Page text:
In April 2011, the National Institutes of Health established a working group to address the future of the biomedical research workforce. This group, co-chaired by Sally Rockey, NIH deputy director for extramural research, and Shirley Tilghman, president of Princeton University, was charged with answering several difficult questions, such as:
- What is the right size of the workforce?
- What are the appropriate types of positions that should be supported to allow people to have successful careers and to continue to advance biomedical and behavioral sciences?
- What is the best way to support these various positions?
- What types of training should be provided?
One of the first actions from the working group was to engage the research community in the discussion through a request for information from the NIH. The solicitation asked for input about several key issues within the research training pipeline including:
- the balance between supply (number of Ph.D.s and postdocs) and demand (career opportunities)
- Ph.D. training length, curriculum and structure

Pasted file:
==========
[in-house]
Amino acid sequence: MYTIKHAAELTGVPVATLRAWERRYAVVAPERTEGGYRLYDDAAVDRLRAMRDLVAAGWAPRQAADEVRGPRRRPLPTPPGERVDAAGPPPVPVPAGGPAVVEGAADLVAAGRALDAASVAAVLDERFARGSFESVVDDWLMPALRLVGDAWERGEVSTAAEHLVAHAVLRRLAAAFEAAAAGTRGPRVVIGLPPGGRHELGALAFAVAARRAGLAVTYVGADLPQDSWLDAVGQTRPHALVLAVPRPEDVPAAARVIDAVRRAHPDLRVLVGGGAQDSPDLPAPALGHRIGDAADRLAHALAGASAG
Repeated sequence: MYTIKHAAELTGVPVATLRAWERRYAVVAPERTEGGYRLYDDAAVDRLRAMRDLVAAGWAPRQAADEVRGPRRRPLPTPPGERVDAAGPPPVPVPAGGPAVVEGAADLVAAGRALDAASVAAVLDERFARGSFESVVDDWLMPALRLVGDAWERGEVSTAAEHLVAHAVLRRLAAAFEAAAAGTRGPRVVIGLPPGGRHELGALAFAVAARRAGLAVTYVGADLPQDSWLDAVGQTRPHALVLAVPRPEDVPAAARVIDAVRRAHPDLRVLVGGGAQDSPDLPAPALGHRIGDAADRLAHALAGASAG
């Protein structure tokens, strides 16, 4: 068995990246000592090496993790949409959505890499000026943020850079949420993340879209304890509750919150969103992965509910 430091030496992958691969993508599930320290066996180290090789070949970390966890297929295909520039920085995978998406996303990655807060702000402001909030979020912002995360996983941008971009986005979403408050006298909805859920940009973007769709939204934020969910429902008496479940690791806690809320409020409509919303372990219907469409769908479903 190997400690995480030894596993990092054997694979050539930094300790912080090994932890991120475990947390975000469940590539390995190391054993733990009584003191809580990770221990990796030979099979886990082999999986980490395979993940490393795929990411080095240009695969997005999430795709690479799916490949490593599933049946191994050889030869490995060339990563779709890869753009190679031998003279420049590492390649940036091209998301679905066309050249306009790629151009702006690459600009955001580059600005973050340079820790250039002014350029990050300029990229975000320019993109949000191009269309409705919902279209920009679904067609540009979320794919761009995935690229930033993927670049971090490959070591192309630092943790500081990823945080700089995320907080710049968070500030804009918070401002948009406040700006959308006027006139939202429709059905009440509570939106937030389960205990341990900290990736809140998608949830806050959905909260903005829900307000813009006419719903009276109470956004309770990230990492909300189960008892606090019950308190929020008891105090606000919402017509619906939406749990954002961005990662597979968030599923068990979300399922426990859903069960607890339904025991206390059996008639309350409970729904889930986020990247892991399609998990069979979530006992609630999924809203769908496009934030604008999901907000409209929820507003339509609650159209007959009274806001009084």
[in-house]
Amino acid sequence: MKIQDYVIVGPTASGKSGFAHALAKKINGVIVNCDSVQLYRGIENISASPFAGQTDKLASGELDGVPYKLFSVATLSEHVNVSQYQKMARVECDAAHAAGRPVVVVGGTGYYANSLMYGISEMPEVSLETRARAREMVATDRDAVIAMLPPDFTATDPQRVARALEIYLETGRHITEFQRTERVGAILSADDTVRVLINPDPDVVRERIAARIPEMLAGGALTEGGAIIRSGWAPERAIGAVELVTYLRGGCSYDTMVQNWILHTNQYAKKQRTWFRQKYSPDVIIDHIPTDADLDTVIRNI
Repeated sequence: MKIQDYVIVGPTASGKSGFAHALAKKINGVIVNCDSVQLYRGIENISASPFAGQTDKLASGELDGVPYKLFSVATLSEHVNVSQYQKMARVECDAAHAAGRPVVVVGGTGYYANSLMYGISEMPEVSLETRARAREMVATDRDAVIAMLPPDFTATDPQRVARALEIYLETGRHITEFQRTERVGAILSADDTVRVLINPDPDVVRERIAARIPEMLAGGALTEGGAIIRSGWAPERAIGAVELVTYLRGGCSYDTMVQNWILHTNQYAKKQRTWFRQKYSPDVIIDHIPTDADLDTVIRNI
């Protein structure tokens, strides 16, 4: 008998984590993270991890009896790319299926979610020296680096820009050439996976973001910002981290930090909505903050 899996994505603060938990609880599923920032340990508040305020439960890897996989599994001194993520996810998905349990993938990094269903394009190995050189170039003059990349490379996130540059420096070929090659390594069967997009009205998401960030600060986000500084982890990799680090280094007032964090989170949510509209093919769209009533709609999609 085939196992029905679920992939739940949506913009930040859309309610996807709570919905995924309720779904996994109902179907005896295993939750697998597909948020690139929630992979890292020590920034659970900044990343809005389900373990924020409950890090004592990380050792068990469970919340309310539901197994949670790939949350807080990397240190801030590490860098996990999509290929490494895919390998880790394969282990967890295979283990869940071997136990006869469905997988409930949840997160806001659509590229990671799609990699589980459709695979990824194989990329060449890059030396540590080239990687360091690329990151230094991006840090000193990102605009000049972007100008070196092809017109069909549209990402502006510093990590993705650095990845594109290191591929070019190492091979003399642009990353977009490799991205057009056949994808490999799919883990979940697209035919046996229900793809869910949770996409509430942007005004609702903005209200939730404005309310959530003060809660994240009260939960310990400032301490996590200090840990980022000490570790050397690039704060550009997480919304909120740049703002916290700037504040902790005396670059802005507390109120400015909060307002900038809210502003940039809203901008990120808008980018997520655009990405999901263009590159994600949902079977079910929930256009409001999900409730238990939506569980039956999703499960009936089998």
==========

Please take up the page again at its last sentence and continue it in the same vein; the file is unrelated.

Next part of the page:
- postdoctoral training length, salary and advancement opportunities
- attractiveness of a research career
The NIH recently released the results of the solicitation, based on input from more than 200 individuals and organizations. The two issues of greatest importance for respondents were 1) supply and demand and 2) characteristics of Ph.D. training. Overwhelmingly, respondents believed the supply of Ph.D.s and postdocs was too high. Many respondents also said that career-development opportunities were severely lacking during Ph.D. training. Interestingly, these two issues are closely related in that limited career development during Ph.D. training can lead to an overabundance of senior postdoctoral fellows competing for limited faculty positions, thus creating a bottleneck in the supply line.
The NIH working group proposed several recommendations to address these concerns. To address supply and demand issues, it recommended that NIH should support fewer students and postdoctoral fellows. The working group also recommended that the NIH provide increased funding for career-development programming and to consider revising the grant-review policies so that nonacademic careers for trainees are not considered training failures.
Other NIH recommendations included increased postdoctoral stipends, increased family-friendly policies, increased early educational interventions and partnerships that connect postdocs with industry to enhance nonacademic career opportunities.